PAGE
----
Today the Department of Justice announced that they were dismissing all charges against John Edwards. Last month a North Carolina federal jury found Edwards not guilty on one charge, and deadlocked on the remaining five charges, in Edwards’ public corruption trial.
No matter how many sordid details about Edwards’ despicable conduct as a husband were thrown at them, the jury just didn’t think the evidence was there. To convict of public corruption, the prosecution had to show not only did a wealthy benefactor give money to John Edwards’ mistress, but that John Edwards new about those payments and intended them to influence the outcome of the election.
To many, including me, the John Edwards case seems like a misguided prosecution. I think of campaign finance laws as designed to protect the citizens against politicians on the take. My concern is that our democratically elected leaders would answer not to the many, but the few, the few who financed their election. The John Edwards prosecution never did anything to protect the fairness of the electoral process.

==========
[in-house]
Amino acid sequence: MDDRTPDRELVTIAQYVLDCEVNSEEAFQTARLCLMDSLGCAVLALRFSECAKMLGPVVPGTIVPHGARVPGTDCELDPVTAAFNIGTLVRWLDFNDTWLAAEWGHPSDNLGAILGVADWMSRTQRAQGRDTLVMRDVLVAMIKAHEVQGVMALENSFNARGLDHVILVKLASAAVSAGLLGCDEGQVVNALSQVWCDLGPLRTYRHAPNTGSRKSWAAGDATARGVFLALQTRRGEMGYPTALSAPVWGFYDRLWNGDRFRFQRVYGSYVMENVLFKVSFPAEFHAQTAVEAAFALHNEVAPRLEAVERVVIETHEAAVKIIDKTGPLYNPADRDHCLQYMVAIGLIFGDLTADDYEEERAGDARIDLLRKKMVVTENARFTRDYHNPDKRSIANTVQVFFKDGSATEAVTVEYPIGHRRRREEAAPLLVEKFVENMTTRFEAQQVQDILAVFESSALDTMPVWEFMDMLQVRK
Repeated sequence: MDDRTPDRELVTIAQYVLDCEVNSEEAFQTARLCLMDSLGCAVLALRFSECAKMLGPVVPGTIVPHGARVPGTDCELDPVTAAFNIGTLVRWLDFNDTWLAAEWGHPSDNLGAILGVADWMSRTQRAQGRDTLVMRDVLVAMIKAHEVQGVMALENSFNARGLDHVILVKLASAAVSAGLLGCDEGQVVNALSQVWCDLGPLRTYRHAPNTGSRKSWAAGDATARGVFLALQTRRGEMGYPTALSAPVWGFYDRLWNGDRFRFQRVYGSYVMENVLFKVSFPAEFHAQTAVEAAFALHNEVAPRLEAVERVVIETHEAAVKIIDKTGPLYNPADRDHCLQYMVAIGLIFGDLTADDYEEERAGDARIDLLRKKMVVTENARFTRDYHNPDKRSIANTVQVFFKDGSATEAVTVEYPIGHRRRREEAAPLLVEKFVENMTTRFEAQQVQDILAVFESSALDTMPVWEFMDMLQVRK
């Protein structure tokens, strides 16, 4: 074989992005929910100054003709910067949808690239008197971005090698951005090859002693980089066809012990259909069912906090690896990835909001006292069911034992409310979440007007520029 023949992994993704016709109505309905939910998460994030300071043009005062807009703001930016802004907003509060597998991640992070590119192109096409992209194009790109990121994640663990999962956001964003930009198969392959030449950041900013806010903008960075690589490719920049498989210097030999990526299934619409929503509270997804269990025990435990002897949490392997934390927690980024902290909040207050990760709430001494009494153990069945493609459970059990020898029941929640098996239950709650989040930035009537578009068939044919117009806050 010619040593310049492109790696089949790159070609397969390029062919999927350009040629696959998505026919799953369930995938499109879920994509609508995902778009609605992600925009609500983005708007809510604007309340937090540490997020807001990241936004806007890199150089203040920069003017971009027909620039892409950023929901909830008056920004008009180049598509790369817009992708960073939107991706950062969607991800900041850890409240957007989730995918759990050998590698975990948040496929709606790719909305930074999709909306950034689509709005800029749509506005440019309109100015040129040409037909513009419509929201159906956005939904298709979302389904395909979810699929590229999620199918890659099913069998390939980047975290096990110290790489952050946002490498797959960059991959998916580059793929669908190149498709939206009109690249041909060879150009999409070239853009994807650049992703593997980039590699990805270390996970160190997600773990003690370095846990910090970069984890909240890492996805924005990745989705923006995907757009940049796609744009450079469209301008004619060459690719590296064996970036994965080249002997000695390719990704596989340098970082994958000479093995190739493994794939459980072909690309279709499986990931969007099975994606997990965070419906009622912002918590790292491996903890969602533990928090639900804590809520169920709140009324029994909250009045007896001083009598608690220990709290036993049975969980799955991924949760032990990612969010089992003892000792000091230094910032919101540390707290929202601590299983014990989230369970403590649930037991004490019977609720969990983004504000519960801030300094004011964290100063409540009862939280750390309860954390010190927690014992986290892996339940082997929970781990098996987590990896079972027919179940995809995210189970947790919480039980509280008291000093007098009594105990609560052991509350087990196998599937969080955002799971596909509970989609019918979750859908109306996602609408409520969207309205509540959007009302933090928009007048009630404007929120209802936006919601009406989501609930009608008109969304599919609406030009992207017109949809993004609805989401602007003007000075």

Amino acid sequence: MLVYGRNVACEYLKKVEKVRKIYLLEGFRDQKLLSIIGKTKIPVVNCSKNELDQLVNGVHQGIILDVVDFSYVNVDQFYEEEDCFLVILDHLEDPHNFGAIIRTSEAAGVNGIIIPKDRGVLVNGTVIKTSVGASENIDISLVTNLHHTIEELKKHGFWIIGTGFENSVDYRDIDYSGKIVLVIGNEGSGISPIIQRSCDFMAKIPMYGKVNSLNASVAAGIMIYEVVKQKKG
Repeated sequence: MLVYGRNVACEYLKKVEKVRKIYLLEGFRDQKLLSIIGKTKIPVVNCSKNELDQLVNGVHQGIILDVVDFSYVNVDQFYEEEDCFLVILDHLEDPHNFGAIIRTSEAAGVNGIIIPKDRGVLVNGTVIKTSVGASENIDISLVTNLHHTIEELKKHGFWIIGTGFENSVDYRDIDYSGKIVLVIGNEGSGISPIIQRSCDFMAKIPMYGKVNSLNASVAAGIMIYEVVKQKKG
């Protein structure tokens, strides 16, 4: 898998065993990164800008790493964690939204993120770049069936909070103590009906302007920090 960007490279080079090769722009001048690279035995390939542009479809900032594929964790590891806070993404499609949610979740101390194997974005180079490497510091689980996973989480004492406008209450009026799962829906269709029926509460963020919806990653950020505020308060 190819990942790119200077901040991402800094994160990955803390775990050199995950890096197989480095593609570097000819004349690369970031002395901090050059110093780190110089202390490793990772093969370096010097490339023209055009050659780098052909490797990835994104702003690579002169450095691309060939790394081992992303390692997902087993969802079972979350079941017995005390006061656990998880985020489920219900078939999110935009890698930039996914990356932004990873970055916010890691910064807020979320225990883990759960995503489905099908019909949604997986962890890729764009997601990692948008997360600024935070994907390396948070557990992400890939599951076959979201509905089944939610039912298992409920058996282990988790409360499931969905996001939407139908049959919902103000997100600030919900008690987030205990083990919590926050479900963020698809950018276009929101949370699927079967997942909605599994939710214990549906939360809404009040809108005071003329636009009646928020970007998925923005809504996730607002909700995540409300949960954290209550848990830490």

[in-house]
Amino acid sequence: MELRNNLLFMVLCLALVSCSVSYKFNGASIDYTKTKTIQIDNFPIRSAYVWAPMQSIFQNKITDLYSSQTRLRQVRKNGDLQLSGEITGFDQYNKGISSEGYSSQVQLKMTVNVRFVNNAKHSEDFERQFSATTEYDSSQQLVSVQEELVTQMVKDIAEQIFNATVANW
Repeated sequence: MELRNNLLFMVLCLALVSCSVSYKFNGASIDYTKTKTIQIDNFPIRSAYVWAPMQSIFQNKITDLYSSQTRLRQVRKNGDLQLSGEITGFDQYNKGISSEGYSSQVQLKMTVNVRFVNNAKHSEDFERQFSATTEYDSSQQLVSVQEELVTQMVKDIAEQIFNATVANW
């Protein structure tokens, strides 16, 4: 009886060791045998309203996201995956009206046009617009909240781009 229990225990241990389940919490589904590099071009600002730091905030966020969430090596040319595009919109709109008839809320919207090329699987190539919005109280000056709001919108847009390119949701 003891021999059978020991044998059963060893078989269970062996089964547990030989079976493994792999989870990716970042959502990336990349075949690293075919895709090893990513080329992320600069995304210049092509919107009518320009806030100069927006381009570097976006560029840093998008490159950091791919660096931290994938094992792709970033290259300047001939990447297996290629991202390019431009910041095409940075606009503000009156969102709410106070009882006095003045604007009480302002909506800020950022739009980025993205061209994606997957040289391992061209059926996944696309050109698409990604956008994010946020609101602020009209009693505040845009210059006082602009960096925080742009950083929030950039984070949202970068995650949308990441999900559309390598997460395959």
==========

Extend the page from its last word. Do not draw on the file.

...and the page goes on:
This is not the first time that the prosecution of a public official has had the appearance of overreaching. Prosecutors from the elite Public Integrity Unit of the Department of Justice were suspended recently for their willful failure to turn over exculpatory evidence during the trial of former Alaska senator Ted Stevens.
But mostly prosecutors from the public corruption unit seem irrelevant. Individuals, and, now, thanks to the Citizens United v. FEC Supreme Court decision, corporations, can give as much money as they want to elect a candidate as long as the money is given to a group “independent” of the candidate. That is a loophole that any K Street operative can jump through. Unless the law changes (which is unlikely because the Supreme Court has characterized spending money in support of a candidate as First Amendment speech), government prosecutors won’t be cracking down on corrupt elected officials because their behavior will be perfectly legal.